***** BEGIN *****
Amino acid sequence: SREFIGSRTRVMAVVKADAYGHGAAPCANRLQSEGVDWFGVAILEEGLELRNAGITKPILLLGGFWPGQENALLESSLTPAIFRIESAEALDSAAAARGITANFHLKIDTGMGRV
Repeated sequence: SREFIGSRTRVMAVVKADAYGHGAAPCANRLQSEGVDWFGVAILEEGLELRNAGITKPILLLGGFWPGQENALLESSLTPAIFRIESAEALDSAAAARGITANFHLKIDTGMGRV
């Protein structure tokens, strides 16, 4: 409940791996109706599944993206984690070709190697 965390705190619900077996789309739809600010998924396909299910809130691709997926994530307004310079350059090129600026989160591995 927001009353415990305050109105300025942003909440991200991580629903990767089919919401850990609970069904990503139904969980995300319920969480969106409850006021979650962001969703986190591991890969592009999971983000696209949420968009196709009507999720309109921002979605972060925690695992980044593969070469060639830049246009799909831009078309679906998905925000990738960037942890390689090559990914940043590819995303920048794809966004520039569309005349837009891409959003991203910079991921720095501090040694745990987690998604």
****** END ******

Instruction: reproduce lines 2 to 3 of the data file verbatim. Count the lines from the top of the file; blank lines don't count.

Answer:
Repeated sequence: SREFIGSRTRVMAVVKADAYGHGAAPCANRLQSEGVDWFGVAILEEGLELRNAGITKPILLLGGFWPGQENALLESSLTPAIFRIESAEALDSAAAARGITANFHLKIDTGMGRV
């Protein structure tokens, strides 16, 4: 409940791996109706599944993206984690070709190697 965390705190619900077996789309739809600010998924396909299910809130691709997926994530307004310079350059090129600026989160591995 927001009353415990305050109105300025942003909440991200991580629903990767089919919401850990609970069904990503139904969980995300319920969480969106409850006021979650962001969703986190591991890969592009999971983000696209949420968009196709009507999720309109921002979605972060925690695992980044593969070469060639830049246009799909831009078309679906998905925000990738960037942890390689090559990914940043590819995303920048794809966004520039569309005349837009891409959003991203910079991921720095501090040694745990987690998604």